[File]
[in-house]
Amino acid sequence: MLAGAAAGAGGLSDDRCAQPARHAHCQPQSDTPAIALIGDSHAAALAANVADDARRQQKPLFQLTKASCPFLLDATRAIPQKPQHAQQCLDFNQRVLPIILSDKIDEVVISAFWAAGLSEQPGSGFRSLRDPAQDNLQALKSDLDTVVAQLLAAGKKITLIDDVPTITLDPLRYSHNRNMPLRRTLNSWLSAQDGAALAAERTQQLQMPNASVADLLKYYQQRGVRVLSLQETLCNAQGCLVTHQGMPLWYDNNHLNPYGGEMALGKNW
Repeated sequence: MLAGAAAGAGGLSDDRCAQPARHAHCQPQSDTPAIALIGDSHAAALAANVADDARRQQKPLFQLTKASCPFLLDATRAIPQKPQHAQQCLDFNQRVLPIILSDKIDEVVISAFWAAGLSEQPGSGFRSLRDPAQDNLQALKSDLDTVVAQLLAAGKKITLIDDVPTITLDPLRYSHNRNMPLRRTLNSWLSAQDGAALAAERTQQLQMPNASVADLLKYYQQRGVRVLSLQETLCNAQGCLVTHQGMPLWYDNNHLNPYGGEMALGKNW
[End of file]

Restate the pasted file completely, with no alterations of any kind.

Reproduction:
[in-house]
Amino acid sequence: MLAGAAAGAGGLSDDRCAQPARHAHCQPQSDTPAIALIGDSHAAALAANVADDARRQQKPLFQLTKASCPFLLDATRAIPQKPQHAQQCLDFNQRVLPIILSDKIDEVVISAFWAAGLSEQPGSGFRSLRDPAQDNLQALKSDLDTVVAQLLAAGKKITLIDDVPTITLDPLRYSHNRNMPLRRTLNSWLSAQDGAALAAERTQQLQMPNASVADLLKYYQQRGVRVLSLQETLCNAQGCLVTHQGMPLWYDNNHLNPYGGEMALGKNW
Repeated sequence: MLAGAAAGAGGLSDDRCAQPARHAHCQPQSDTPAIALIGDSHAAALAANVADDARRQQKPLFQLTKASCPFLLDATRAIPQKPQHAQQCLDFNQRVLPIILSDKIDEVVISAFWAAGLSEQPGSGFRSLRDPAQDNLQALKSDLDTVVAQLLAAGKKITLIDDVPTITLDPLRYSHNRNMPLRRTLNSWLSAQDGAALAAERTQQLQMPNASVADLLKYYQQRGVRVLSLQETLCNAQGCLVTHQGMPLWYDNNHLNPYGGEMALGKNW